Given the times in which we live, the many changes and often-unrelenting stress that circumstances have precipitated, we know this has and likely will continue to impact the mental and physical health of our patients – and really, of so many of us on a global scale.
We know you are likely to be very familiar with vitamin D, a naturally occurring hormone produced by the body in response to sunlight. Among its numerous health attributes, including support of our bone health, vitamin D also has been found to affect key cells of the immune system. And now we are learning too that this basic nutrient in which many of us are often deficient can result in neurodegenerative disease and cognitive issues.
I recently read a compelling opinion piece in JAMA Network written by an oncologist who spoke to the current times in which we, practitioners and patients alike, live and to which we must adjust. It is not necessarily an easy adjustment or one that has come without compromise and maybe even some sacrifice.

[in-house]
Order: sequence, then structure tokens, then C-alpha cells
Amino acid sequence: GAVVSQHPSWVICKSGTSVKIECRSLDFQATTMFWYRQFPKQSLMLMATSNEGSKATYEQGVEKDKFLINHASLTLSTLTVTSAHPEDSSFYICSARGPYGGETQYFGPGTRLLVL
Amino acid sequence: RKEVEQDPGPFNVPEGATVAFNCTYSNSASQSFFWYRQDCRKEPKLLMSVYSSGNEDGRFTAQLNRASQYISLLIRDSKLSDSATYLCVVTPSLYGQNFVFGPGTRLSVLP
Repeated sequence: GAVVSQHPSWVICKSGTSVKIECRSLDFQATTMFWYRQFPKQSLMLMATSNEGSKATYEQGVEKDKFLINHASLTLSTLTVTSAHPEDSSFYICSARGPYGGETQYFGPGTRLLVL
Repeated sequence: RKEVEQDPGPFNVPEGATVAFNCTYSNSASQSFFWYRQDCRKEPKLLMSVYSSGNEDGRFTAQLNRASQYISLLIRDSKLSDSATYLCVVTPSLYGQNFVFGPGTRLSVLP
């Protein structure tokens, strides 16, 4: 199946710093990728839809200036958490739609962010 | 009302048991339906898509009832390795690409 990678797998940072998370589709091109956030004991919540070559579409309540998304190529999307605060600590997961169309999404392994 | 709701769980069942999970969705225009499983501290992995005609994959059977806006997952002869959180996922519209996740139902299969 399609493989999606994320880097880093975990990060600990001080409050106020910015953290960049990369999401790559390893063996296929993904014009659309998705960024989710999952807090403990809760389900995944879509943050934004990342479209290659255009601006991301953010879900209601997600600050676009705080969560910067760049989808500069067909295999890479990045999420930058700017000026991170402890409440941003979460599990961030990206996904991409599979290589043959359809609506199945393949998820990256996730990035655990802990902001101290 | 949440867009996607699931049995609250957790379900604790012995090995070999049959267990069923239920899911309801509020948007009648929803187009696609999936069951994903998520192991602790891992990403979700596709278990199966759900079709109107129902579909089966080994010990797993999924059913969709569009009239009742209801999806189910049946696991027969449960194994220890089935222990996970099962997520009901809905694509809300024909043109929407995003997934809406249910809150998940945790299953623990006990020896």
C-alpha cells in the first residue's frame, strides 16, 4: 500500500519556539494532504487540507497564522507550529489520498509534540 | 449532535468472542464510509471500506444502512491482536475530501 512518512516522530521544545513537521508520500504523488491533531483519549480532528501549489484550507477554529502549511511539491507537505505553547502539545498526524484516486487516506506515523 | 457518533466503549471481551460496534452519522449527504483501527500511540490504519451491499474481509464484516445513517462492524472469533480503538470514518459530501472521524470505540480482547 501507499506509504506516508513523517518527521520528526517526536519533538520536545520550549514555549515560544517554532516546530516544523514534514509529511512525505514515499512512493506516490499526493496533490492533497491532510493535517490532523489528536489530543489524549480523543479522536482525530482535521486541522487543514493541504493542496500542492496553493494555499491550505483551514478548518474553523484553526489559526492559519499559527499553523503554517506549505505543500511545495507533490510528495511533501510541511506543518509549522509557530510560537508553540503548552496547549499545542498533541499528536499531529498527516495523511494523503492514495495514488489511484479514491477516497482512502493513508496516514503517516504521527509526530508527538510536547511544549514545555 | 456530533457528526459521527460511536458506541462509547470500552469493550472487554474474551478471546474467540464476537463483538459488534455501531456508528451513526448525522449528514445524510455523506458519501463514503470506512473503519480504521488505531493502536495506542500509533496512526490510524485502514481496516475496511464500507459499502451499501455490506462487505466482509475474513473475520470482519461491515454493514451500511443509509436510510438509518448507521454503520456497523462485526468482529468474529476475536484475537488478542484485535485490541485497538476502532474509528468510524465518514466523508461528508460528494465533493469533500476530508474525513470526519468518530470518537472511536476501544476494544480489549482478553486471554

It seems all I talk about these days is the critical importance of immune health and how we are all standing on the precipice of good, the not-so-good, and just plain bad immune protection. We already know there are numerous things in our environment and as part of our daily lives such as poor air quality, EMFs, unhealthy diets laced with pesticides like glyphosate, chemicals, toxins and food additives that can negatively impact our health. But are these external influences also potentially a factor in disrupting our immune systems to the point of initiating such serious considerations as neuropsychiatric disorders and even suicidal behavior?
We are living in the proverbial “aluminum age” and for all intents and purposes, our brains are essentially sinks into which this highly neurotoxic element is being deposited.
A recent study sheds more light on the autoimmune origins of Alzheimer’s disease (AD) and, quite possibly, other forms of neurodegenerative disease as well through the interplay of genetics and the environment. We have ample evidence that chronic neuroinflammation driven by multiple mechanisms leads to the breakdown of our blood-brain barrier and subsequent neurodegeneration. But now we have additional insight into these cellular activities that can hopefully lead us to more targeted responses and enhanced treatment protocols.